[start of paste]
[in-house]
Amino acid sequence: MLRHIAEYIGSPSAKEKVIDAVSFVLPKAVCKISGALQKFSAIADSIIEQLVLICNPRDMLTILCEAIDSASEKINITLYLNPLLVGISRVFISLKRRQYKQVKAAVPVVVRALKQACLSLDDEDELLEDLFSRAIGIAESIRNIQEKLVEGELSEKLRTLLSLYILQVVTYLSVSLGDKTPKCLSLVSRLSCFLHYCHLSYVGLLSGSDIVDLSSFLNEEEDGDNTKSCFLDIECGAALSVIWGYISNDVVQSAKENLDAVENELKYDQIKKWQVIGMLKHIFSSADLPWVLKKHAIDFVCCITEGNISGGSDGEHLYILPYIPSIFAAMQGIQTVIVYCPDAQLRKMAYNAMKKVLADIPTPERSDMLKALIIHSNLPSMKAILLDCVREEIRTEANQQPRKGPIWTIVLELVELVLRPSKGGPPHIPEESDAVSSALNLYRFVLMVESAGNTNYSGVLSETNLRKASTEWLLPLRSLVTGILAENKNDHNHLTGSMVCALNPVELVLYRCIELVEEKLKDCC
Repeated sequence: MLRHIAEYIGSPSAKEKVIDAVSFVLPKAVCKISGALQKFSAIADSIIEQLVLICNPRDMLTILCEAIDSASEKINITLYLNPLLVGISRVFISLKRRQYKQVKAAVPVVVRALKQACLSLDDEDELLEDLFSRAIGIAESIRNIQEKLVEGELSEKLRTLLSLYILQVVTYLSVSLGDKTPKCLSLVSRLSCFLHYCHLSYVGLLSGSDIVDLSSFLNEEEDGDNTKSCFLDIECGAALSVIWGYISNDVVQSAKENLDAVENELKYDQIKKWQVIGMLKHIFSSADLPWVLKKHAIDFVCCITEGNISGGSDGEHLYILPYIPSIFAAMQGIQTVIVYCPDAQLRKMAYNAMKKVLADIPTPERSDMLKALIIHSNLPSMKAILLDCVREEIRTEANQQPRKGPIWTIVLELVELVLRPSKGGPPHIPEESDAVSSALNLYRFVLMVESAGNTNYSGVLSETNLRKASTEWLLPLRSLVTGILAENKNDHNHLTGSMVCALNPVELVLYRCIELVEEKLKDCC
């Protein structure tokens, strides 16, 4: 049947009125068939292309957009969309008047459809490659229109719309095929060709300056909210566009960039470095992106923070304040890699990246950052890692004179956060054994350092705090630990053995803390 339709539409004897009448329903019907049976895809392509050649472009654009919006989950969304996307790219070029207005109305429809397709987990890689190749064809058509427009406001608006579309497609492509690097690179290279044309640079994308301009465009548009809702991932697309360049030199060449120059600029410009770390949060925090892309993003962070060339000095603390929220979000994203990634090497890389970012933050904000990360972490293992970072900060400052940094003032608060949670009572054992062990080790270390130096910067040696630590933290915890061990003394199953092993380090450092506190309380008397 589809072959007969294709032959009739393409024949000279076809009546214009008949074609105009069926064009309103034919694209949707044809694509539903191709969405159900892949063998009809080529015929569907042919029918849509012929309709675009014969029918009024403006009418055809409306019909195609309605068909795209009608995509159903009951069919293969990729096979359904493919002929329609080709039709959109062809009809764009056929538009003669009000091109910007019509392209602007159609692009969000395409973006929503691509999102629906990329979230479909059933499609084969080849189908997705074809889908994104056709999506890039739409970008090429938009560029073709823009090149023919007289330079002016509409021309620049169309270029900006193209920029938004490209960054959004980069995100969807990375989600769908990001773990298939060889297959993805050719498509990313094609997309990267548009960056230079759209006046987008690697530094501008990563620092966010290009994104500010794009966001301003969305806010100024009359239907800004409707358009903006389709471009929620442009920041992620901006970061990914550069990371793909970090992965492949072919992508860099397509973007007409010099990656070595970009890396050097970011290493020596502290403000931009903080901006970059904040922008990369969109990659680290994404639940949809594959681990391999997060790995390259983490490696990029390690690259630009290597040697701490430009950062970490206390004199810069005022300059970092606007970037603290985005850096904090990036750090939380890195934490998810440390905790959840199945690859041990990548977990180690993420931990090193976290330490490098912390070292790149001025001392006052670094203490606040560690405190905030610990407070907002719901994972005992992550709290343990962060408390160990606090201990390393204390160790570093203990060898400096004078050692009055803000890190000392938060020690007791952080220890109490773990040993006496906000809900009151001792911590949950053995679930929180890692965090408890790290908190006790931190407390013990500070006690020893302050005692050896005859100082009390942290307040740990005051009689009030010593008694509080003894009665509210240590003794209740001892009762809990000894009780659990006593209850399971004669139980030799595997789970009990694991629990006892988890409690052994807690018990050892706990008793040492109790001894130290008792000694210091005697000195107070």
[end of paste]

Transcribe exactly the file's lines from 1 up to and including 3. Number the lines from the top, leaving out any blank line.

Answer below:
[in-house]
Amino acid sequence: MLRHIAEYIGSPSAKEKVIDAVSFVLPKAVCKISGALQKFSAIADSIIEQLVLICNPRDMLTILCEAIDSASEKINITLYLNPLLVGISRVFISLKRRQYKQVKAAVPVVVRALKQACLSLDDEDELLEDLFSRAIGIAESIRNIQEKLVEGELSEKLRTLLSLYILQVVTYLSVSLGDKTPKCLSLVSRLSCFLHYCHLSYVGLLSGSDIVDLSSFLNEEEDGDNTKSCFLDIECGAALSVIWGYISNDVVQSAKENLDAVENELKYDQIKKWQVIGMLKHIFSSADLPWVLKKHAIDFVCCITEGNISGGSDGEHLYILPYIPSIFAAMQGIQTVIVYCPDAQLRKMAYNAMKKVLADIPTPERSDMLKALIIHSNLPSMKAILLDCVREEIRTEANQQPRKGPIWTIVLELVELVLRPSKGGPPHIPEESDAVSSALNLYRFVLMVESAGNTNYSGVLSETNLRKASTEWLLPLRSLVTGILAENKNDHNHLTGSMVCALNPVELVLYRCIELVEEKLKDCC
Repeated sequence: MLRHIAEYIGSPSAKEKVIDAVSFVLPKAVCKISGALQKFSAIADSIIEQLVLICNPRDMLTILCEAIDSASEKINITLYLNPLLVGISRVFISLKRRQYKQVKAAVPVVVRALKQACLSLDDEDELLEDLFSRAIGIAESIRNIQEKLVEGELSEKLRTLLSLYILQVVTYLSVSLGDKTPKCLSLVSRLSCFLHYCHLSYVGLLSGSDIVDLSSFLNEEEDGDNTKSCFLDIECGAALSVIWGYISNDVVQSAKENLDAVENELKYDQIKKWQVIGMLKHIFSSADLPWVLKKHAIDFVCCITEGNISGGSDGEHLYILPYIPSIFAAMQGIQTVIVYCPDAQLRKMAYNAMKKVLADIPTPERSDMLKALIIHSNLPSMKAILLDCVREEIRTEANQQPRKGPIWTIVLELVELVLRPSKGGPPHIPEESDAVSSALNLYRFVLMVESAGNTNYSGVLSETNLRKASTEWLLPLRSLVTGILAENKNDHNHLTGSMVCALNPVELVLYRCIELVEEKLKDCC